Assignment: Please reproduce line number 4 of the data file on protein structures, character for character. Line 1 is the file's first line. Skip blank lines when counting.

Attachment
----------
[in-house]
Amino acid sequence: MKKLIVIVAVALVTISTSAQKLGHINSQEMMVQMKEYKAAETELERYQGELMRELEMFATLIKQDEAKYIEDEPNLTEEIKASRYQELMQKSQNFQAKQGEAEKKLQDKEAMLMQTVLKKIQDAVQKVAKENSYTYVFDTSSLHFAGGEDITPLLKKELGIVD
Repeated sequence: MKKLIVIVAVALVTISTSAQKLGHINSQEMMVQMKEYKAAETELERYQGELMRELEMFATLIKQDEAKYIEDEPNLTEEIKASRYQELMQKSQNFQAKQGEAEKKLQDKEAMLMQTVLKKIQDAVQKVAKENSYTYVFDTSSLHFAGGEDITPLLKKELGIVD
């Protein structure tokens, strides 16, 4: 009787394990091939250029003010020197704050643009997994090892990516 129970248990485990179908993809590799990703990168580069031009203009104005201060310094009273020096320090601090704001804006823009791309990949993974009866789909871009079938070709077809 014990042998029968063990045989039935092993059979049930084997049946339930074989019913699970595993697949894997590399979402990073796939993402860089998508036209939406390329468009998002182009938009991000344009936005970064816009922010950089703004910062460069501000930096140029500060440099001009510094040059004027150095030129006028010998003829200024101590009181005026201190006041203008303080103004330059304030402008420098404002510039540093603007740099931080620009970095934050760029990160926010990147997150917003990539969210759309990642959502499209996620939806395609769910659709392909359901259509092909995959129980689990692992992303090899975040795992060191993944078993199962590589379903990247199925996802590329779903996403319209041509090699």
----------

């Protein structure tokens, strides 16, 4: 009787394990091939250029003010020197704050643009997994090892990516 129970248990485990179908993809590799990703990168580069031009203009104005201060310094009273020096320090601090704001804006823009791309990949993974009866789909871009079938070709077809 014990042998029968063990045989039935092993059979049930084997049946339930074989019913699970595993697949894997590399979402990073796939993402860089998508036209939406390329468009998002182009938009991000344009936005970064816009922010950089703004910062460069501000930096140029500060440099001009510094040059004027150095030129006028010998003829200024101590009181005026201190006041203008303080103004330059304030402008420098404002510039540093603007740099931080620009970095934050760029990160926010990147997150917003990539969210759309990642959502499209996620939806395609769910659709392909359901259509092909995959129980689990692992992303090899975040795992060191993944078993199962590589379903990247199925996802590329779903996403319209041509090699």